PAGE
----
Posted by **Adrienne ** on Tuesday, November 3, 2009 at 10:08pm.

A speed velocity of a a rocket with a mass of 0.25 kg passes from 15 m/s[up] to 40 m/s[up] in 0.60s. calculate the force of the escaped gasses of the rocket.

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that's what i've done, so far

data: m = 0.25kg

initial velocity = 15 m/s

final velocity = 40 m/s

time = 0.60s

final velocity - initial velocity / time = acceleration

40 m/s - 15 m/s / 0.60 s = 41.67 m/s^2

for here the solutions for the problem says that the next formula that needs to be used is FORCE = MASS (GRAVITY + ACCELERATION) why is that.

and why would you not use the formula

force = mass x acceleration ?

- physics 20 -
**Jordan**, Wednesday, November 4, 2009 at 7:58am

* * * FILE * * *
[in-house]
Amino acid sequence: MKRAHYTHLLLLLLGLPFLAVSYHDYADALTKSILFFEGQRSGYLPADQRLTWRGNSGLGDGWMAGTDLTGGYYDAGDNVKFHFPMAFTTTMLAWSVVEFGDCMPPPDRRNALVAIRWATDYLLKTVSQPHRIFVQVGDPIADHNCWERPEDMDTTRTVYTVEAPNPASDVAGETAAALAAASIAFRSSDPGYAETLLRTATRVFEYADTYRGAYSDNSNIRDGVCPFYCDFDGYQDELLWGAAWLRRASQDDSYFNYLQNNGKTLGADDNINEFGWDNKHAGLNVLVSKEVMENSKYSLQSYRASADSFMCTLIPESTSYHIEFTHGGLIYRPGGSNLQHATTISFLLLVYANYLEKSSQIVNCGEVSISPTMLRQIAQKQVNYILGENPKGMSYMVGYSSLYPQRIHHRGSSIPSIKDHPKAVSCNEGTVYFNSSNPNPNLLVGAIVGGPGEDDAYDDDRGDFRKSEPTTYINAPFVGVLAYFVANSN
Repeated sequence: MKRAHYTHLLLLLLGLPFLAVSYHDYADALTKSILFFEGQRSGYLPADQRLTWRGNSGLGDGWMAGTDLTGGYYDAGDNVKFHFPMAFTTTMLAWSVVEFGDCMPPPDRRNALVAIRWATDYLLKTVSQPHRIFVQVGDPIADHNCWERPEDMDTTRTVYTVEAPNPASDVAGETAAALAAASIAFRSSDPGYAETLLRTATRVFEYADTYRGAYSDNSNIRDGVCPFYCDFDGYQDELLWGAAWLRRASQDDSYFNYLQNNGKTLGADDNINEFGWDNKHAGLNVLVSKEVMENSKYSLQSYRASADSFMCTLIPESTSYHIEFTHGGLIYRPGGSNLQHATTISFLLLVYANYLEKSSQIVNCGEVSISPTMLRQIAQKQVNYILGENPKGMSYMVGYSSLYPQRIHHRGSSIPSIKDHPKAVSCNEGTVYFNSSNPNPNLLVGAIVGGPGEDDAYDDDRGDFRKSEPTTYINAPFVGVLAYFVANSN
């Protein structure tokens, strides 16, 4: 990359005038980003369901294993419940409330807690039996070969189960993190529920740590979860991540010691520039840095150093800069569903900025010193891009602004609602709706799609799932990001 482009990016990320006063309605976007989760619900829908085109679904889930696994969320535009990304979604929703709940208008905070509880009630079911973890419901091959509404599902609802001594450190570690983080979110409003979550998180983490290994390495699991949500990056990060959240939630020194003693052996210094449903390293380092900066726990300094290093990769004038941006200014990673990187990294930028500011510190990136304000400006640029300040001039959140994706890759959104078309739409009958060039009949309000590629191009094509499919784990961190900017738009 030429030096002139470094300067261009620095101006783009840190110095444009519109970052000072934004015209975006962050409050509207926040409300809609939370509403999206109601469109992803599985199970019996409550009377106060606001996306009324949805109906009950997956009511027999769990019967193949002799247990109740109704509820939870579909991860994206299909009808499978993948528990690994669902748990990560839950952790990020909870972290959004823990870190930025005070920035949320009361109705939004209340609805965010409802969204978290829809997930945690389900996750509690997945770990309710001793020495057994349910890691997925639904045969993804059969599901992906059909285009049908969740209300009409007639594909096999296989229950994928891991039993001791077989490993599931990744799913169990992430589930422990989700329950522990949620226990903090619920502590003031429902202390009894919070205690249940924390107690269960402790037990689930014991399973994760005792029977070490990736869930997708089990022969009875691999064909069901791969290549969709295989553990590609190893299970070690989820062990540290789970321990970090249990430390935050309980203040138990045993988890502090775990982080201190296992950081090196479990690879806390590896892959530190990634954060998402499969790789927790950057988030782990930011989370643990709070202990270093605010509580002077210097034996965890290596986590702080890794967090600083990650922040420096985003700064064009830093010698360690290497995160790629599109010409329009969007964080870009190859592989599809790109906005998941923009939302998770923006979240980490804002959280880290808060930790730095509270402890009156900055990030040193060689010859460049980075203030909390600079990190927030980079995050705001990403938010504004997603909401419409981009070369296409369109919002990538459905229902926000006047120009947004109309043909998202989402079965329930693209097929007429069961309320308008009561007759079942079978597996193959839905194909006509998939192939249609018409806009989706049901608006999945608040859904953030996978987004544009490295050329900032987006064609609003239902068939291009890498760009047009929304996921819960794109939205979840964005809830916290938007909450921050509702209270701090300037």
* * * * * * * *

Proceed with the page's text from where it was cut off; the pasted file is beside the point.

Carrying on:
acceleration due to gravity must be factored in as the rocket is traveling upwards. since you have chosen up to be positive acceleration down must be negative, making gravity -9.8m/s

the equation is still

force=mass x acceleration

accept the formula used to calculate acceleration does not factor in gravity, the value calculated will just assume that no other forces are acting on the rocket

i know this may not be the best clarification so ask away with any problems :)

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